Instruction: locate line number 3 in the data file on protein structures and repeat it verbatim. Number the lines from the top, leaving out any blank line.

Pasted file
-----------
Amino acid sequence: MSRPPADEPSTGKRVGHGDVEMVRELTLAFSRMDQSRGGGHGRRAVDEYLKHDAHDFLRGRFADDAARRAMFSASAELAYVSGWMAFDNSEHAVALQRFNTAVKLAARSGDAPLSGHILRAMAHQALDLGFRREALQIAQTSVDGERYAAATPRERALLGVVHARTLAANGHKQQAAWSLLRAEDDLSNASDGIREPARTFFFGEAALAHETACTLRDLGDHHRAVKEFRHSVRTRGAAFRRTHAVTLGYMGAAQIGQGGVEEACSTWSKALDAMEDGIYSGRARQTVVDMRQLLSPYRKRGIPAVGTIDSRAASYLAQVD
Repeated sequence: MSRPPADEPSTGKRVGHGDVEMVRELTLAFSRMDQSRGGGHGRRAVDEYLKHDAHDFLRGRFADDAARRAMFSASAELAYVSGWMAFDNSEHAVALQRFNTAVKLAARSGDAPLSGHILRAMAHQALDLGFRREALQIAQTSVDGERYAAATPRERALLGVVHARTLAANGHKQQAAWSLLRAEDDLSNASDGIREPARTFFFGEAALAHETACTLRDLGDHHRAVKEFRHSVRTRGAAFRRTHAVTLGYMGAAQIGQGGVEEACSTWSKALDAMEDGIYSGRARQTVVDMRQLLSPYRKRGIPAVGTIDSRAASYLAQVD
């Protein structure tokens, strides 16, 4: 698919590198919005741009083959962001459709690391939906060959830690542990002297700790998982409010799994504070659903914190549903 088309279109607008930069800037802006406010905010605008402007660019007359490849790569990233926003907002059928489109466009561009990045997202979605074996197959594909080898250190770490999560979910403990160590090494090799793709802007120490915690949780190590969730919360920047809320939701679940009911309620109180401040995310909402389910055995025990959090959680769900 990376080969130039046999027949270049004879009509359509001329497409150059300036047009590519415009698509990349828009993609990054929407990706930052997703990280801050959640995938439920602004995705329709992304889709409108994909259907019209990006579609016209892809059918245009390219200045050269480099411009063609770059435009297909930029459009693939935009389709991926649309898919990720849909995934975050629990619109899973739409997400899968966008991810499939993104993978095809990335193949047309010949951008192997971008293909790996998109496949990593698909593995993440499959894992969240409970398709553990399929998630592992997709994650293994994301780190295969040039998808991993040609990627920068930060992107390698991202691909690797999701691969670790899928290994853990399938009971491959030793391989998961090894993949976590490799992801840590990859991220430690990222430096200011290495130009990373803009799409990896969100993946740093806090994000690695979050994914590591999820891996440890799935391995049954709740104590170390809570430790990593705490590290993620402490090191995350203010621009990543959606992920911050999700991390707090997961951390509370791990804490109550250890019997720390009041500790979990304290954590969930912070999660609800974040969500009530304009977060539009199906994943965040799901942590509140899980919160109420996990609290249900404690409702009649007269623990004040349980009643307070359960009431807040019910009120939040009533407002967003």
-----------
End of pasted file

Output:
């Protein structure tokens, strides 16, 4: 698919590198919005741009083959962001459709690391939906060959830690542990002297700790998982409010799994504070659903914190549903 088309279109607008930069800037802006406010905010605008402007660019007359490849790569990233926003907002059928489109466009561009990045997202979605074996197959594909080898250190770490999560979910403990160590090494090799793709802007120490915690949780190590969730919360920047809320939701679940009911309620109180401040995310909402389910055995025990959090959680769900 990376080969130039046999027949270049004879009509359509001329497409150059300036047009590519415009698509990349828009993609990054929407990706930052997703990280801050959640995938439920602004995705329709992304889709409108994909259907019209990006579609016209892809059918245009390219200045050269480099411009063609770059435009297909930029459009693939935009389709991926649309898919990720849909995934975050629990619109899973739409997400899968966008991810499939993104993978095809990335193949047309010949951008192997971008293909790996998109496949990593698909593995993440499959894992969240409970398709553990399929998630592992997709994650293994994301780190295969040039998808991993040609990627920068930060992107390698991202691909690797999701691969670790899928290994853990399938009971491959030793391989998961090894993949976590490799992801840590990859991220430690990222430096200011290495130009990373803009799409990896969100993946740093806090994000690695979050994914590591999820891996440890799935391995049954709740104590170390809570430790990593705490590290993620402490090191995350203010621009990543959606992920911050999700991390707090997961951390509370791990804490109550250890019997720390009041500790979990304290954590969930912070999660609800974040969500009530304009977060539009199906994943965040799901942590509140899980919160109420996990609290249900404690409702009649007269623990004040349980009643307070359960009431807040019910009120939040009533407002967003």